Charges don't amount to guilt until they are proven. But they also don't go away until reasonably explained. Till now, Commonwealth Games Organising Committee (OC) Chairman Suresh Kalmadi has done a terrible job of answering the charges of corruption and malpractices among various officials of his team. In an interview to this paper yesterday, Mr Kalmadi, unsurprisingly, spoke about his innocence. At best, what his basic defence was amounted to ignorance, at worst, a passing the baton mentality.
Mr Kalmadi's anger at what he may deem as 'media overkill' may be valid. But the interest of the media and its consumers, the public, about what he has to say about allegations of OC officials is valid — especially considering the responses and the quality of defence Mr Kalmadi has given till date. Stating that the OC has nothing to do with tenders, for instance, does little to comfort anyone, as does the reported damage control exercise he will be undertaking to remove 'tainted' officials from the OC. His explanation of the OC framing out a tenderless 'contract' — the qualifier on the term as there was, in Mr Kalmadi's own words that there was no written contract — during the Queen's baton relay function in London last year because of the paucity of time enhances, instead of reduces, suspicions.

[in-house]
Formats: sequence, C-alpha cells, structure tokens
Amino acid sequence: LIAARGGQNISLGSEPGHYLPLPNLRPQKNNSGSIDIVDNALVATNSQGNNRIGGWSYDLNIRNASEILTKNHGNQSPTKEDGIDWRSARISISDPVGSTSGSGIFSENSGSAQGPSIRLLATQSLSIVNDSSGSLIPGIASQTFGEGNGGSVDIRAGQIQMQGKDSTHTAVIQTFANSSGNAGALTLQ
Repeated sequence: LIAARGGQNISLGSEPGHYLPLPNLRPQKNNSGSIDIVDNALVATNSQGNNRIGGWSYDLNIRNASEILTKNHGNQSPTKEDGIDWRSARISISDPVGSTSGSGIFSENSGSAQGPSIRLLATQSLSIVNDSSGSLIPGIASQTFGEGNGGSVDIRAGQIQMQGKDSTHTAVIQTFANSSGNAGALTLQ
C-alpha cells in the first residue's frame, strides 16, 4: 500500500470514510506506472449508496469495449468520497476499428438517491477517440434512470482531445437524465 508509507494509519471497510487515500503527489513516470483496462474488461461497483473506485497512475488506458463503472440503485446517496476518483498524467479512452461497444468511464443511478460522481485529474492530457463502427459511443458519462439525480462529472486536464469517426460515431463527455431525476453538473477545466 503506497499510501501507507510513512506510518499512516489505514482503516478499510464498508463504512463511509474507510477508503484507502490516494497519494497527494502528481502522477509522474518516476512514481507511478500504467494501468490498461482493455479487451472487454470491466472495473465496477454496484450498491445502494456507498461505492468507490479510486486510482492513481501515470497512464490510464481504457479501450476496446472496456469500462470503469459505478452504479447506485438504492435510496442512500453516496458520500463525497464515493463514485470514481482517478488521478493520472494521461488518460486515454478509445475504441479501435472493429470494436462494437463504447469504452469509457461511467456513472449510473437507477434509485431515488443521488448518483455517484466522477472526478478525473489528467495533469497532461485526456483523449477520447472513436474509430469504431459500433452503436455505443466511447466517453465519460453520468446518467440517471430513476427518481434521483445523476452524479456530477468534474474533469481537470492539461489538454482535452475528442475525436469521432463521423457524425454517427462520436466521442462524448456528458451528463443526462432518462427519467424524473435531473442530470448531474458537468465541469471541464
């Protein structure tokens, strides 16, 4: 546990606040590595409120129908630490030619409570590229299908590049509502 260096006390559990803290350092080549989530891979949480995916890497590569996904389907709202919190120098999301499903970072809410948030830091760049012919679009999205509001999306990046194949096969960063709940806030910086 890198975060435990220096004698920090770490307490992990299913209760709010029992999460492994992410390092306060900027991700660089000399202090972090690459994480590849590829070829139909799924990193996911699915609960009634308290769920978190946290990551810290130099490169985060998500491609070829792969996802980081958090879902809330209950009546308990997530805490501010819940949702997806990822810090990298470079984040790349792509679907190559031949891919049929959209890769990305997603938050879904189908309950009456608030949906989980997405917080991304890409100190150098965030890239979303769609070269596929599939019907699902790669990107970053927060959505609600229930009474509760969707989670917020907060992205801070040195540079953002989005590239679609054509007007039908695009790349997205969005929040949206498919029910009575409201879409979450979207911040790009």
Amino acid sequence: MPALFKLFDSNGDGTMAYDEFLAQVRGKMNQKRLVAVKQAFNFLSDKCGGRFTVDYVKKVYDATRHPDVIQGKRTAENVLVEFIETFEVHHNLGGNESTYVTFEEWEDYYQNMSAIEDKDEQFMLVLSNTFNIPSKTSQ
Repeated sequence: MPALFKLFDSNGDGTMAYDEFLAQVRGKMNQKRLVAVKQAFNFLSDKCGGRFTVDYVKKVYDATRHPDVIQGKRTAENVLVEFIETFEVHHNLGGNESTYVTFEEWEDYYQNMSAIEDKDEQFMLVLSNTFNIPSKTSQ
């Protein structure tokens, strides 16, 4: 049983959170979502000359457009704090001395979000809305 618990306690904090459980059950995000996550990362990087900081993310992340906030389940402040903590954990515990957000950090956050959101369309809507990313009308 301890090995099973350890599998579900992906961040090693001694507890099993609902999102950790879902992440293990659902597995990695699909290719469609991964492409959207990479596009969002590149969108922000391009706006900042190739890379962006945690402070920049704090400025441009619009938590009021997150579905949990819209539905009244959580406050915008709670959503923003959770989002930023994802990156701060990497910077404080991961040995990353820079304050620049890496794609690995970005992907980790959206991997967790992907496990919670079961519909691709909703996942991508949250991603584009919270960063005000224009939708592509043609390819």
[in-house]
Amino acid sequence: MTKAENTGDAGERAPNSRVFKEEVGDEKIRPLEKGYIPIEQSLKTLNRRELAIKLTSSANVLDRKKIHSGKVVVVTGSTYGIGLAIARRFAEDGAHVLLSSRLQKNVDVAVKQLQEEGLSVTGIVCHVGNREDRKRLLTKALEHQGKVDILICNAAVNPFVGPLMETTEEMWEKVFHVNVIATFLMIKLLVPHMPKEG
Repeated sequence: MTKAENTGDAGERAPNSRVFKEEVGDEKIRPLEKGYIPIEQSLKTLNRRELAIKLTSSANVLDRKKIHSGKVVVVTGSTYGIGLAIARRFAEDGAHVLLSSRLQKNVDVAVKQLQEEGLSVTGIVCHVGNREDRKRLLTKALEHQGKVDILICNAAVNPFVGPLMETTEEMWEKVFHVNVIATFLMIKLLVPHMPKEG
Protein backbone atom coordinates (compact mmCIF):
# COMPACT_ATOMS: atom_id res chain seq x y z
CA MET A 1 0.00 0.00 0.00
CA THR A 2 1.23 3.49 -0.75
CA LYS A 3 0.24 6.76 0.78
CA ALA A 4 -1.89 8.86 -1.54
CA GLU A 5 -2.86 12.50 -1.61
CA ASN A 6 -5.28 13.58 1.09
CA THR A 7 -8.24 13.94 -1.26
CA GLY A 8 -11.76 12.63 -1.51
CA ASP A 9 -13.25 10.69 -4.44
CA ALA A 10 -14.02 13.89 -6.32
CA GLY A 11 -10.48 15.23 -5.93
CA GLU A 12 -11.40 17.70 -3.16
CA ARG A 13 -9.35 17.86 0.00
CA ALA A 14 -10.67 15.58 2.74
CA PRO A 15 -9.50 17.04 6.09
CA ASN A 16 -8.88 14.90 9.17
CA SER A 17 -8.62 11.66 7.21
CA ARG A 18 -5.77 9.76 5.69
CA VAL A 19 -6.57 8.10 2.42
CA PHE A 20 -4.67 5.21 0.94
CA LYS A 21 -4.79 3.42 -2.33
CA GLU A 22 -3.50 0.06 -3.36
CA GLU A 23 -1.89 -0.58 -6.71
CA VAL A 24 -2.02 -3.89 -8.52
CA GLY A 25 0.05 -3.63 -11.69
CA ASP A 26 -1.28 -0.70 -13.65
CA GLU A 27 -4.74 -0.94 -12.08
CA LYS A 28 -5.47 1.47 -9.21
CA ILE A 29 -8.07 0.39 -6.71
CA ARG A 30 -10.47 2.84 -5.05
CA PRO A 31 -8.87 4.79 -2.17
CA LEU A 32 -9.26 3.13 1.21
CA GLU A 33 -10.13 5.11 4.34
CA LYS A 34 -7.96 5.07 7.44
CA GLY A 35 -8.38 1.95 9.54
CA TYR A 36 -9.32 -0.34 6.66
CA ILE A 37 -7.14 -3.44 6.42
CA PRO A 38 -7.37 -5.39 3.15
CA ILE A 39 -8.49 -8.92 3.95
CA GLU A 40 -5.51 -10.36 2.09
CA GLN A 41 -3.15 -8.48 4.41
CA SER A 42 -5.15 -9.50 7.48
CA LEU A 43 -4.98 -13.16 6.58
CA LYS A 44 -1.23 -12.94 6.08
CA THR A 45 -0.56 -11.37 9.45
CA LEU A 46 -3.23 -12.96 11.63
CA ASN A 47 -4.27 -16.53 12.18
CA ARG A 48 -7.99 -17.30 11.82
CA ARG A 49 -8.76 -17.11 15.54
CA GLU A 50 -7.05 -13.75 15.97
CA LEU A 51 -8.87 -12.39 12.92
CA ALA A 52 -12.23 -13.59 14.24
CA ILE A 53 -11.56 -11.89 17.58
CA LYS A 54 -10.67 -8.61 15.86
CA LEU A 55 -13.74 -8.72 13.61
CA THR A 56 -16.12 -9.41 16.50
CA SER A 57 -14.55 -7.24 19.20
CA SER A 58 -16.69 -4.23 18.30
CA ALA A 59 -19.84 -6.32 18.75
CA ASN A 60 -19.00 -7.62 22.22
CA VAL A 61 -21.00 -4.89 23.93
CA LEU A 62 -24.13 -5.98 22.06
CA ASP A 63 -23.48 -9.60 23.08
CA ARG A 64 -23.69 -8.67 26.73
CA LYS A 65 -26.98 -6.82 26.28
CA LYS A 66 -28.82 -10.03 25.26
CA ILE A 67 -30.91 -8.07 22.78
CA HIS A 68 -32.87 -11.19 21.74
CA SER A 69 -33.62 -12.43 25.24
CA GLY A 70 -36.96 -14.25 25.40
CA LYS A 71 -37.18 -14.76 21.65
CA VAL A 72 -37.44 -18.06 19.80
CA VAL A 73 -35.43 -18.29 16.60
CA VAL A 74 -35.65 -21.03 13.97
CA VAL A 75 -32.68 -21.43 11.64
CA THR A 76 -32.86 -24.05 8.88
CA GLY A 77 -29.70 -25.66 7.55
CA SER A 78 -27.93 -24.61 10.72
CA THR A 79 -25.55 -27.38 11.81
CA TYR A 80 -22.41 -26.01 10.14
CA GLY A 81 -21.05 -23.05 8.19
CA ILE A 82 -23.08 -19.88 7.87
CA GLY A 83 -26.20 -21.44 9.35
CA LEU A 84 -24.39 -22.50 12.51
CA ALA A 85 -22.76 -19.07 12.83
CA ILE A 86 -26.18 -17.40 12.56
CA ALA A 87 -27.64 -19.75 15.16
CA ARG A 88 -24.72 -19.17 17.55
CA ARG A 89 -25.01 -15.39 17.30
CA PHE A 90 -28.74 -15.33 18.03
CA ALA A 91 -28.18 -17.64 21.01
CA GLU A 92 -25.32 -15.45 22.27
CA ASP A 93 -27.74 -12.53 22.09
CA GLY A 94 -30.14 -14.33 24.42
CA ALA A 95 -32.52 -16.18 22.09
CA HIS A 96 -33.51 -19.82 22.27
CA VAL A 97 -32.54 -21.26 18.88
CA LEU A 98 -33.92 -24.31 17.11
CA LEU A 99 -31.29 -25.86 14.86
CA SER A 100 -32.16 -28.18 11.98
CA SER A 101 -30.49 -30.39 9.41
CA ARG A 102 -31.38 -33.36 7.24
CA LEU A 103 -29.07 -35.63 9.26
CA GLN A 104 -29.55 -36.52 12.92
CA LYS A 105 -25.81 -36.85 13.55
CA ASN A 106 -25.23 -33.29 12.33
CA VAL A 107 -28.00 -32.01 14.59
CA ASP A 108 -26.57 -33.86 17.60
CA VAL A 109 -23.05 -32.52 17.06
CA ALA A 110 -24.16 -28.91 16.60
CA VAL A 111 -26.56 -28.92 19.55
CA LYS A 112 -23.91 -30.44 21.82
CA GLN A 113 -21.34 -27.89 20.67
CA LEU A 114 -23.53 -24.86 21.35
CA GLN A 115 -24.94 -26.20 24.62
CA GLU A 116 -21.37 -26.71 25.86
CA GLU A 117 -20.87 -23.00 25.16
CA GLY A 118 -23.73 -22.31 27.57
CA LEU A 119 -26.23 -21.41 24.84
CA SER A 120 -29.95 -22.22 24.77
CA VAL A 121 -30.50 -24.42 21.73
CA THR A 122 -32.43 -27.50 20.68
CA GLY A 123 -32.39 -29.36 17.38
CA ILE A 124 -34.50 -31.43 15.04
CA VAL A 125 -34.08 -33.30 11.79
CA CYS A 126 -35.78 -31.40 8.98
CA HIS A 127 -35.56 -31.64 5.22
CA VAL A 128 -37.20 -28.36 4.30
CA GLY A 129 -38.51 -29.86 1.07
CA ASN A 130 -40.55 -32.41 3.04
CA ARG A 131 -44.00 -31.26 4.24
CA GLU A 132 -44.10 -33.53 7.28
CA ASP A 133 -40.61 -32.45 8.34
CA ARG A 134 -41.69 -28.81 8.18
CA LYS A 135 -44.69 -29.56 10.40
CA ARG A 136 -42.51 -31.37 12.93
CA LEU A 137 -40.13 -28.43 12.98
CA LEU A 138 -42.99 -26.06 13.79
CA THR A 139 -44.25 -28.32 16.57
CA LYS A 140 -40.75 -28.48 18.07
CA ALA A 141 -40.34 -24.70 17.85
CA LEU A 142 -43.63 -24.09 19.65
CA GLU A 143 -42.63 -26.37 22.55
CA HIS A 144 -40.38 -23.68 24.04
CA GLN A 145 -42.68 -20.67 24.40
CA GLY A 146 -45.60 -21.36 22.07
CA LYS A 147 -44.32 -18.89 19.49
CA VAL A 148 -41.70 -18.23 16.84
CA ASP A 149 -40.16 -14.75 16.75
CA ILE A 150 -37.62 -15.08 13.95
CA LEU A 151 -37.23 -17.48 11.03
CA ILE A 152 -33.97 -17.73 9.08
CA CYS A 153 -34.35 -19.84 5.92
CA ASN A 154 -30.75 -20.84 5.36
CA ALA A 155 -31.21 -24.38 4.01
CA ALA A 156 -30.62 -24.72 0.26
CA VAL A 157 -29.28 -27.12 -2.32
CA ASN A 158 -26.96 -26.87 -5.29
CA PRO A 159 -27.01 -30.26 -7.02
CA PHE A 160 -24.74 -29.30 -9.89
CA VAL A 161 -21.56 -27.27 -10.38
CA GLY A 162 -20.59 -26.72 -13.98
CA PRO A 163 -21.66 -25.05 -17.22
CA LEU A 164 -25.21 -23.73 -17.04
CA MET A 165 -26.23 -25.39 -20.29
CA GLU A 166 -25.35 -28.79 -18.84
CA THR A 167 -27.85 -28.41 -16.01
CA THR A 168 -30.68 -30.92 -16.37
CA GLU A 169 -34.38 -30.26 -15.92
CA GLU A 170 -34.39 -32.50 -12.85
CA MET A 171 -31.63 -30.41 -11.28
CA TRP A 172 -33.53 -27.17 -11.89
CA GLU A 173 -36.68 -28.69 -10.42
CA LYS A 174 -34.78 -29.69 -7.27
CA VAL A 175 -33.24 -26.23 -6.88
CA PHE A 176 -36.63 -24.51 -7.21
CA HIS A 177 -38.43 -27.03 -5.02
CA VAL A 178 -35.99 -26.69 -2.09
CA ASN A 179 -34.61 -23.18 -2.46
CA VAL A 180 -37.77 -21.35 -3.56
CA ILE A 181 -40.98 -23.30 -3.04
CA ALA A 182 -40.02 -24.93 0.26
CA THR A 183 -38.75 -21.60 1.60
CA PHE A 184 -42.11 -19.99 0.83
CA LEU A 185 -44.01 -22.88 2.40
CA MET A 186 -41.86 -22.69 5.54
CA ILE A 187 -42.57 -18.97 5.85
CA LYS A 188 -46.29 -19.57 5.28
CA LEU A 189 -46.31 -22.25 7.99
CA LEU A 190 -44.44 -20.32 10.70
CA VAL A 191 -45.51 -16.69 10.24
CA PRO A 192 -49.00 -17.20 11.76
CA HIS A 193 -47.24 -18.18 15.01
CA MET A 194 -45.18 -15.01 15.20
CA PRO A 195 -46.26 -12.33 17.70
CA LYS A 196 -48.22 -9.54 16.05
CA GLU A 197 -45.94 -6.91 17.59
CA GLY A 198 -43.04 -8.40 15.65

Going by the state of play now, with less than two months to go for the Games and the incompleteness of many projects, time is even shorter than ever before. Will that mean cutting of more corners, doling out of more 'tenderless' verbal contracts to get the job done? There may be rotten eggs down the line within the OC who have conducted their affairs without Mr Kalmadi knowing. But it would be disingenuous on the part of the chairman to plead innocence for his ignorance. It would also be wrong for Mr Kalmadi to accuse the media of a witch-hunt. Considering the alleged facts tumbling out every day, anything short of a hue and cry would be a cover-up. It is the same concern that the prime minister is reportedly showing with reports of the likelihood of him summoning the sports minister soon and subsequently seeking a status report from the cabinet secretary on the progress of various Games-related works. Mr Kalmadi has stated that he is willing to face a Comptroller and Auditor General's or judicial probe. That will be helpful. Especially in an atmosphere in which the country's reputation, not to mention its ability to pull off an international sporting event where the non-sporting events make bigger news, is at stake.